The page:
He said that both the attacks were executed with ‘pinpoint accuracy’, which, he believed, was not possible without exchange of intelligence notes between the security apparatuses of Pakistan and the US. “Even if it was a case if an insider’s involvement, that insider surely would be an intelligence sleuth or a group of intelligence men who had penetrated within the Taliban ranks in the garb of militants. Only top Taliban leaders know about the movement of the TTP chief and several top commanders were killed in two drone strikes, which believes me to think this must be the result of exchange of intelligence coordinates through an operative or a double agent.”
A senior security official who was once involved in counter-terrorism operations in FATA, wishing not to be named, said the TTP chief’s elimination might have much to do with the victimisation of certain ethnic tribes of FATA at the hands of Hakimullah. “Mehsud sub-tribes were the worst to suffer, whose members were ruthlessly killed by Hakimullah’s men in a bid to crush opposition and revolt. It would be hardly any surprise if some tribesmen colluded with intel operatives to have him (Hakimullah) eliminated.”
The progress on peace talks, the official said, encouraged the TTP commanders not to stay underground, which helped in tracking them down through surveillance. “The peace talks hype well served as a tactical move for CIA. The TTP commanders believed they had a respite from drones, for the time being, at least. This encouraged them to move around (in NWA), which brought them under the intel radar.”
Asked if the Pakistan’s intelligence agencies had tipped off about Hakimullah’s presence in Dande Darpa Khel (NWA) where he was killed, the official said, “They (US) have a great deal of self-reliant surveillance system that acts as back up to the surgical strikes, in addition to their partial dependency on our intel coordinates. Every surgical strike does not necessarily have to be the product of mutual intel coordination, although, we are often in the loop,” the official said while hinting that the last two attacks did not come ‘out of blue.’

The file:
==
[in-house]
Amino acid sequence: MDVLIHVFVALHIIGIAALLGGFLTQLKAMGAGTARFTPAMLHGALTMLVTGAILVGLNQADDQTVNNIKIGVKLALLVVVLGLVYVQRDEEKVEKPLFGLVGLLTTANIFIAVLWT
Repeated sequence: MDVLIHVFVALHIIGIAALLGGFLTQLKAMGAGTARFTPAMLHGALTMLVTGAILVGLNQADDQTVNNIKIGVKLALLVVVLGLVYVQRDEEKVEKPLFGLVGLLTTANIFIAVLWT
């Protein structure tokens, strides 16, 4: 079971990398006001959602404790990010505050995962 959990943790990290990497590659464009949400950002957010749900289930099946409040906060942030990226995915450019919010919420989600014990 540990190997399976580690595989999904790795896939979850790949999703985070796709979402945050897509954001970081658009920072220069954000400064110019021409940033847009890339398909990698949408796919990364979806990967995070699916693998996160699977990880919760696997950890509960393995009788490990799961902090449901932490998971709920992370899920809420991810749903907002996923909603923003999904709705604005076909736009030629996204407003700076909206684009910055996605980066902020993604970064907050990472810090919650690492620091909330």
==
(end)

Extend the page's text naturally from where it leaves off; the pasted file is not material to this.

A former general recalls the recent statements from Pakistan’s Chief of Army Staff (COAS) General Ashfaq Parvez Kayani to establish that the military establishment was not ‘very happy’ with the flexibility the political leadership was showing to make peace with the militants amid no let up in militant violence. “This could be really a factor in explaining Hakimullah’s killing just ahead of peace talks,” the general, who also desired to stay anonymous, stated.
Addressing a cadets passing out ceremony in Abbottabad last month, General Kayani had said, “Terrorism is a big challenge for us and the national leadership has opted to give dialogue process a chance to tackle it. Pakistan Army supports this initiative...But it’s very important that this process brings unity and not division among the nation.... The use of force is a last option but if required, Pakistan Army is fully capable of doing that.”
Earlier in September, he had said in a statement, “It is understandable to give peace a chance through a political process but no one should have any misgivings that we would let terrorists coerce us into accepting their terms. Army has the ability and the will to take the fight to the terrorists.”